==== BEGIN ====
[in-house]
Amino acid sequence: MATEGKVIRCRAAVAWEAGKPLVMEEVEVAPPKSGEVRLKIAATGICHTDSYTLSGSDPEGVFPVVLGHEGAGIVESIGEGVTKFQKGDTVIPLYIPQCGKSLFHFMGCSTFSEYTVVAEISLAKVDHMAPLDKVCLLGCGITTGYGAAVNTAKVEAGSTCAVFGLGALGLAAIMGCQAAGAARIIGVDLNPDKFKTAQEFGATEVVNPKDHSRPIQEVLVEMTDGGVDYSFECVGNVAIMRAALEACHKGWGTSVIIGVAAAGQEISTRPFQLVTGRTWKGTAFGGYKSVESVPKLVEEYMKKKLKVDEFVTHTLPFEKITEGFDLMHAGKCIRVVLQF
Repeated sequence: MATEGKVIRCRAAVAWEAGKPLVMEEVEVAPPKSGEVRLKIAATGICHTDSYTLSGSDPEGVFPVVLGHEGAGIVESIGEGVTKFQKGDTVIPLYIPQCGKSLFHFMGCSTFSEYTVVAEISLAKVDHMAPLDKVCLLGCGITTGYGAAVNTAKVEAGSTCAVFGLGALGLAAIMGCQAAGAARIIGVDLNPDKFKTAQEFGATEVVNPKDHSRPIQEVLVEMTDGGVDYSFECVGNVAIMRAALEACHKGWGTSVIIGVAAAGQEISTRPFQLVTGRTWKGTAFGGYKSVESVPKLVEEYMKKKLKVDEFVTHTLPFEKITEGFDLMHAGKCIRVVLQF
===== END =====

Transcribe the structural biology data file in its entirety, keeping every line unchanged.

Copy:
[in-house]
Amino acid sequence: MATEGKVIRCRAAVAWEAGKPLVMEEVEVAPPKSGEVRLKIAATGICHTDSYTLSGSDPEGVFPVVLGHEGAGIVESIGEGVTKFQKGDTVIPLYIPQCGKSLFHFMGCSTFSEYTVVAEISLAKVDHMAPLDKVCLLGCGITTGYGAAVNTAKVEAGSTCAVFGLGALGLAAIMGCQAAGAARIIGVDLNPDKFKTAQEFGATEVVNPKDHSRPIQEVLVEMTDGGVDYSFECVGNVAIMRAALEACHKGWGTSVIIGVAAAGQEISTRPFQLVTGRTWKGTAFGGYKSVESVPKLVEEYMKKKLKVDEFVTHTLPFEKITEGFDLMHAGKCIRVVLQF
Repeated sequence: MATEGKVIRCRAAVAWEAGKPLVMEEVEVAPPKSGEVRLKIAATGICHTDSYTLSGSDPEGVFPVVLGHEGAGIVESIGEGVTKFQKGDTVIPLYIPQCGKSLFHFMGCSTFSEYTVVAEISLAKVDHMAPLDKVCLLGCGITTGYGAAVNTAKVEAGSTCAVFGLGALGLAAIMGCQAAGAARIIGVDLNPDKFKTAQEFGATEVVNPKDHSRPIQEVLVEMTDGGVDYSFECVGNVAIMRAALEACHKGWGTSVIIGVAAAGQEISTRPFQLVTGRTWKGTAFGGYKSVESVPKLVEEYMKKKLKVDEFVTHTLPFEKITEGFDLMHAGKCIRVVLQF